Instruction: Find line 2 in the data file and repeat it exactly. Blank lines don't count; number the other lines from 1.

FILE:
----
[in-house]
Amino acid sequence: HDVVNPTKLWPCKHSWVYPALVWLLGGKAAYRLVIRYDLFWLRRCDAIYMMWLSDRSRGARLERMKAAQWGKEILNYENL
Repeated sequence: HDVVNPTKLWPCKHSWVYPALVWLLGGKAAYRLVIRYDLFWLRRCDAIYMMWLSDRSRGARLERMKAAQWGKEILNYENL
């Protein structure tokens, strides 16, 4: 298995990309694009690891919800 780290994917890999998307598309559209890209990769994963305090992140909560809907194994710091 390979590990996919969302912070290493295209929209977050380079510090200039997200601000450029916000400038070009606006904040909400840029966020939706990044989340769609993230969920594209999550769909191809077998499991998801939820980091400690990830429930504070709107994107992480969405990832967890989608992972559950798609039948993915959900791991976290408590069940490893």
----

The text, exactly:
Amino acid sequence: HDVVNPTKLWPCKHSWVYPALVWLLGGKAAYRLVIRYDLFWLRRCDAIYMMWLSDRSRGARLERMKAAQWGKEILNYENL